The Luftwaffe announced their arrival in the Mediterranean with a vengeance. The new aircraft carrier HMS Illustrious, whose planes had so successfully attacked the Italian fleet at Taranto, was the subject of a sustained attack by Ju 87 dive-bombers as it escorted a convoy to Malta. MaritimeQuest has a series of images of the attack and the damage to the ship.
The main forces of the Mediterranean Fleet, consisting of H.M. Ships Warspite and Valiant with H.M.S. Illustrious and 7 destroyers, were operating in support in the Eastern Basin and covering the passage from Alexandria to Malta of a convoy which was escorted by H.M. Ships Perth, Orion, York and Ajax. On the 10th January the Fleet was attacked several times by various types of aircraft.
The first attack was by torpedo bombers on the Battle Fleet, in which torpedoes missed after avoiding action had been taken. The second, which occurred at about 1235, was carried out by 25 or more Ju 87 and 88 dive-bombers which attacked with great determination and skill, thus confirming the arrival in the Mediterranean of units of the German Air Force.
In this attack H.M.S Illustrious was severely damaged as a result of 6-direct bomb hits and several near misses, which caused fires and disabled her steering gear. Her casualties were 83 killed, 60 seriously and 40 slightly wounded, including several officers. H.M.S. Warspiie also sustained slight damage from a near miss. During this attack one Fulmar and one Swordfish were shot down, their crews being saved, and two enemy aircraft were shot down by gunfire.
At 1330 an unsuccessful attack was made on Illustrious by high level bombers and between 1600 and 1700 a second dive-bombing attack by about 30 aircraft was made on her and the Battle Fleet in which another hit was believed to have been made on Illustrious, and H.M.S. Valiant had one killed and 3 wounded from near misses.
During this attack Fulmars from Illustrious, which had refuelled at Malta, shot down 6 or 7 Ju 87 or 88′s and damaged several others. Heavy bombs of about 1,000 lb. were used in all these attacks. Illustrious, covered by the Battle Fleet, arrived at Malta at about 2100 after a final, but unsuccessful, attack had been made oh her by torpedo bombers outside the entrance to Grand Harbour. Eleven of her Swordfish and 5 Fulmars were destroyed by fire.
From the weekly Naval Situation report see TNA CAB/66/14/33
Air Mechanic Rayburn was on board HMS Illustrious and somehow lived to tell his story:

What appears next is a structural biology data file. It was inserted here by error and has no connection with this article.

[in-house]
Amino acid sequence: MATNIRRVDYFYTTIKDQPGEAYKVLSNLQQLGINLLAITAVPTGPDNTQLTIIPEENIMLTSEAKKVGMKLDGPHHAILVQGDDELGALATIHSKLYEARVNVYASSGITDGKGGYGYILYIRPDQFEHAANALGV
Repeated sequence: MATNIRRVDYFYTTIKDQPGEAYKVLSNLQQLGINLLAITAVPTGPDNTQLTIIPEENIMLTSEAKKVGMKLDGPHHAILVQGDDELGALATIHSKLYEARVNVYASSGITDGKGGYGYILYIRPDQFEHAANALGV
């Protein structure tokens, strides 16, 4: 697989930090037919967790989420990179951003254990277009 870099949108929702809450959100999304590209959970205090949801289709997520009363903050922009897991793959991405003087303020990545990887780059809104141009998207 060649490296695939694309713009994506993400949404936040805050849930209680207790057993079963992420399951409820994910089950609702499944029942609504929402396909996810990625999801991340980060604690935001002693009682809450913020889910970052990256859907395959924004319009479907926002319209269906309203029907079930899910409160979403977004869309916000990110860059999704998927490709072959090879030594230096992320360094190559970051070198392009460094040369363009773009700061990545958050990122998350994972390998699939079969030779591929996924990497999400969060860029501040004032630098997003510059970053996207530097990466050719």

My action station as with all maintenance crews, was in the hanger with the aircraft, which by the way were all heavily armed, and loaded with torpedoes ready for an attack on the Italian Fleet.
Illustrious was armed with 16 4.5 dual purpose guns, and 8 6 barrelled 2lb quick firing AA weapons. The ship kept jumping and shaking. Several large bombs hit the shop aft, and the after hanger was on fire. The noise was indescribable. In my baptism of fire, all that sticks in my mind are impressions. I was standing more or less in the centre of the hanger. A chap came down from the flight deck; his rubber suit was full of holes with blood leaking from all of them. I helped carry him down to the casualty station in the washroom flats.
The surgeons were busy. Blood washed from side to side with the sway of the ship. I returned to my action station in the hangar. The ship continued to rock and sway.
I looked up with fear and apprehension. Then there was an almighty flash as a 1,000 lb bomb pierced the 4 inch armoured deck and exploded. I was only aware of a great wind, and bits of aircraft, debris, all blowing out to the forward lift shaft of 300 tons, which was also blown out. There were dead and wounded all around. My overalls were blown off and I had small wounds to the back of my head and shoulder.
I was probably 10-15 feet away from the bomb when it exploded. Luck I survived? I prefer the thought of someone looking out for me. The hanger by then was burning all over. The ships commander came and said, ‘come on lads close the armoured doors.’ The overhead sprays then flooded the hanger.
The ship started to sink by the stern, and everyone had to blow up lifebelts. Then came a spot of humour in all that chaos. Poor old Corporal Gater came through a side door white as a sheet saying ‘I wish I hadn’t bloody joined.’ The battering carried on for six to seven hours. There were many wounded piled up. The aft surgeons station had been destroyed, and the forward station was unable to cope quickly with so many casualties. Captain Boyd finally steered with the engines into Malta. The ship was quiet at last.
See Acepilots for his full story and much more on HMS Illustrious.
Some repairs were carried out at Malta (where there were further air attacks) before HMS Illustrious returned to Alexandria. There she was sufficiently patched up to make the journey, via the Suez Canal and round Africa, to U.S. shipyards in Norfolk, Virginia. She was out of the war for the remainder of the year.